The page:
But it is sunny and I am on the road again. And the road, once more, is fast but not that busy. I walk on into Laxay. As I do so three greylag geese fly over the road. Not long ago wild greylags were a thrilling sight up here, mostly confined to winter. If they saw a person they would be off in an instant and the best bet to spot them was usually from a car.

But they have bred and bred in the last couple of decades and they are now not just a common sight but becoming a pest in places. Still, I am glad to see them (but then I don't have any grazing land that they might ruin).

I pass the church which I have passed in cars and buses innumerable times.

And a bit further on I pass the Kinloch Historical Society building, something that has long intringued me. As I am going past a woman rushes out. "Hi Spencer!" It is Jan, my host for tonight. She has been doing something with the historical society and had seen me coming up the road.

Jan has kindly offered to pick me up wherever I get to, so we briefly confirm the plan and she goes off to whatever she was doing and I carry on walking.  I pass a small field with what looks like ridge and furrow. Lazy beds are common here but this could have been a section of one of those fields in Northamptonshire I passed a year and a half ago.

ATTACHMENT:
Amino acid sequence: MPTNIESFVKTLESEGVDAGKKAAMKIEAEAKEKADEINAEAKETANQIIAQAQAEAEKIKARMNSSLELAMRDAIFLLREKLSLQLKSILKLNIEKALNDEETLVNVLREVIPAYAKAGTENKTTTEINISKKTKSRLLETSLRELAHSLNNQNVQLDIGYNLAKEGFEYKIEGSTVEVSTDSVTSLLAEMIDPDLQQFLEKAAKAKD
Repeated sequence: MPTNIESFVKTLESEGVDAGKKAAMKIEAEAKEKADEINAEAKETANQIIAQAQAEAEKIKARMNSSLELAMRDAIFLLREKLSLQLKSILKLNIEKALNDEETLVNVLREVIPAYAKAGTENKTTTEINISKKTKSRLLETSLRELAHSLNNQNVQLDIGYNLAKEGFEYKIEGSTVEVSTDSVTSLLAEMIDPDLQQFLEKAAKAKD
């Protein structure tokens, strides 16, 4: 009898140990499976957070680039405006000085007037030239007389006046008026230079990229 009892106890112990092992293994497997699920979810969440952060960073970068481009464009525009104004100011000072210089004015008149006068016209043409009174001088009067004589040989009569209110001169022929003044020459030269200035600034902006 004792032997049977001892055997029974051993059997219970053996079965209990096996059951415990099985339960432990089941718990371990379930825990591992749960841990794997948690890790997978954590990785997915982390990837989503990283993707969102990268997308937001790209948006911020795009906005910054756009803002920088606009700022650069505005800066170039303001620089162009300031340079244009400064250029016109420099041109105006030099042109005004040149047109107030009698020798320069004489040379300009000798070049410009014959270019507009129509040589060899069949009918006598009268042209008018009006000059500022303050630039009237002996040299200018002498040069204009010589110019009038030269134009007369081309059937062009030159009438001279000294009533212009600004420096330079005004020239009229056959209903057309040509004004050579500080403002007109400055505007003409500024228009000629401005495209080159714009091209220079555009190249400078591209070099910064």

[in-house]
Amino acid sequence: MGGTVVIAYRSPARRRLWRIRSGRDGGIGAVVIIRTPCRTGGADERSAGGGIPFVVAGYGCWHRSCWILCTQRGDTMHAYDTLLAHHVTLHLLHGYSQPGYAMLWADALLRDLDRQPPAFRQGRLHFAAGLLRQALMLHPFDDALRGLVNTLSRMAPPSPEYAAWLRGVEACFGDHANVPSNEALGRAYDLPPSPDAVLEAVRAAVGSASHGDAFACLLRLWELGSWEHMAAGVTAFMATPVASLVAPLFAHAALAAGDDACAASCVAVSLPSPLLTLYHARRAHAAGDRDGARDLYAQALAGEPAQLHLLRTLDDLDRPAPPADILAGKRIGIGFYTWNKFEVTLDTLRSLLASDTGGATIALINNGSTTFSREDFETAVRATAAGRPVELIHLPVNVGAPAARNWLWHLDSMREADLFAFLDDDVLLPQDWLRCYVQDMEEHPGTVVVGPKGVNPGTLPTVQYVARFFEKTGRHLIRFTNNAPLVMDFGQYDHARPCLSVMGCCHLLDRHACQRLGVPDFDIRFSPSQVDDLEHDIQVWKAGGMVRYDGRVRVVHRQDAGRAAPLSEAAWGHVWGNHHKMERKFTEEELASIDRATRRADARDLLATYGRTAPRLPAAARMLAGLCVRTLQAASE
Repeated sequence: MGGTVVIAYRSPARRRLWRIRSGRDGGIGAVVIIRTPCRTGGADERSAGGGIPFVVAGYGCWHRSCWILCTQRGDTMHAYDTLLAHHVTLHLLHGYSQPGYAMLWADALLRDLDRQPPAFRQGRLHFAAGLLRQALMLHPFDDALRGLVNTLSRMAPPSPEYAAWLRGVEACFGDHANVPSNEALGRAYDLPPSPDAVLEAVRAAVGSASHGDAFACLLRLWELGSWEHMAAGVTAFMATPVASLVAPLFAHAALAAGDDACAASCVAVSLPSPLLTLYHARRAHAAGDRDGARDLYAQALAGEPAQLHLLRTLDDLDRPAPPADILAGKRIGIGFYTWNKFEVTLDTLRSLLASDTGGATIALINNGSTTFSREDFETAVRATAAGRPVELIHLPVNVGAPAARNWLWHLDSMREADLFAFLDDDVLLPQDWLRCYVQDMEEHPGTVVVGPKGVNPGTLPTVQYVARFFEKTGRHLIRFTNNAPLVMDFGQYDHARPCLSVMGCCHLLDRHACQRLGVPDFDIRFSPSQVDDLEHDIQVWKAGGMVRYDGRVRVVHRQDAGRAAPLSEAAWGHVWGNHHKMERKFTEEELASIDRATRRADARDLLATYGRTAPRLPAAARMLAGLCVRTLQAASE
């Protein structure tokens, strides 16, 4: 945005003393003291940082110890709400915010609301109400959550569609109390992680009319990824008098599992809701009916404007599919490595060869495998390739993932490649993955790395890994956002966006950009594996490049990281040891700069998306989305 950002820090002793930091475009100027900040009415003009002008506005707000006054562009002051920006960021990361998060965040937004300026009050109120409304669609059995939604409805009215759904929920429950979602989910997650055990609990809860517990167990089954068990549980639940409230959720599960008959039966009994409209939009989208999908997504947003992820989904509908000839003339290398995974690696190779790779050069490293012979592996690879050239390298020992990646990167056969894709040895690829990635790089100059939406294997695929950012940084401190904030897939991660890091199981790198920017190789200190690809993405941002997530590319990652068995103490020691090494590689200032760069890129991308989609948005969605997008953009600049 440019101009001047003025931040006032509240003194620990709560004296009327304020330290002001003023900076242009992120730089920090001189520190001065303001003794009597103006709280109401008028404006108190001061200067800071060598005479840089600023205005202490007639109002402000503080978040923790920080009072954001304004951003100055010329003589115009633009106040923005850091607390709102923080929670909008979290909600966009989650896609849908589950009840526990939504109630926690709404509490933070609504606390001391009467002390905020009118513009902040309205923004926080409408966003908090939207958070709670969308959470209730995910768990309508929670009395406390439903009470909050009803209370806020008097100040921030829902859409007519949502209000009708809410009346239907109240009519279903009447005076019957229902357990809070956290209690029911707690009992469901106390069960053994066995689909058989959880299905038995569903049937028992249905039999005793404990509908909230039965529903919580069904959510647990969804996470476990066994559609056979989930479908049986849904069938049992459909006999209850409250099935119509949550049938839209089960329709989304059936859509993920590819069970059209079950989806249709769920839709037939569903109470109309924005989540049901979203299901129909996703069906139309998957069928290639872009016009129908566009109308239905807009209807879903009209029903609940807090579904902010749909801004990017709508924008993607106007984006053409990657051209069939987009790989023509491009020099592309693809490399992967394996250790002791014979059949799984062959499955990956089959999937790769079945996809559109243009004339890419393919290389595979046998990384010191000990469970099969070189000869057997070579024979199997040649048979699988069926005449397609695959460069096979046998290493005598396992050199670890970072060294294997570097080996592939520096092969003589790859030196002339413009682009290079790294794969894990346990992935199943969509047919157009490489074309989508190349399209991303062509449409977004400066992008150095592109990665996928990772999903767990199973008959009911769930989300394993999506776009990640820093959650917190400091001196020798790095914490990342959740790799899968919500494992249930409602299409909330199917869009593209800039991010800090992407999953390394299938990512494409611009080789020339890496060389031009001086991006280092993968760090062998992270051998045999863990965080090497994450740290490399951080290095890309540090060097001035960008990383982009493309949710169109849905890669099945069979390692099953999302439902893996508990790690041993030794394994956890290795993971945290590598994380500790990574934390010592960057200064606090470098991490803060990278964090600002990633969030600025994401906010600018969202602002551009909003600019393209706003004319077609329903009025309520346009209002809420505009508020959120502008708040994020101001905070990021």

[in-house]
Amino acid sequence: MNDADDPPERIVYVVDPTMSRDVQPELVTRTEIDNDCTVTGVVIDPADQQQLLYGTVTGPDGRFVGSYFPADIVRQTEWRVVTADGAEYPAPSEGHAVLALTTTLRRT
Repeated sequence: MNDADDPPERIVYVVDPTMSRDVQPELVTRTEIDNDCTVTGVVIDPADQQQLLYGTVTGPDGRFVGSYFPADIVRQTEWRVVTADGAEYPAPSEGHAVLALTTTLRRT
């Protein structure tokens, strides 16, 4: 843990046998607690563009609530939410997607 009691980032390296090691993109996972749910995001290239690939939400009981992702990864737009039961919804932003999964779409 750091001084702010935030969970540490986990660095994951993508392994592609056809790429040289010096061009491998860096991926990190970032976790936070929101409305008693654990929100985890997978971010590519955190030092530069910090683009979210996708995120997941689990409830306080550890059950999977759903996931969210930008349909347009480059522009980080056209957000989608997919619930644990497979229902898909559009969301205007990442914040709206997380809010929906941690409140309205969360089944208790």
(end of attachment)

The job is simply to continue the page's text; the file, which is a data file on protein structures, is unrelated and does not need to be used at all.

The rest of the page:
Laxay comes and goes in late afternoon sunshine. There is a cemetery ahead and another memorial with a seat so I decide to stop for a break and to wring out my socks and try to dry them.  I leave both pairs out in the sun as I enjoy the views back down towards the Harris hills. And they do feel much better when I put them on again.

Time for the last section of the penultimate day. I head off up the road. Passing the concrete mushroom at the Keose turn off. This is where Jan and her husband Mun live but it is too early for me to knock off. These mushrooms are a design classic. Concrete edifices with a roof and four sides so that you are sheltered which ever way the wind comes from. Nowadays the bus stops seem to be conventional steel and perspex but I bet in fifty years the concrete mushrooms remain when the metal and plastic ones are long gone. Actually, I think these bus shelters would protect you against a nuclear explosion. 

In contrast to the brutalism of the bus shelter I find some orchids in full bloom at the side of the road.

Which is faster than I like but not too busy and mostly not unpleasant as the sun is shining and I am still enjoying not walking through bog.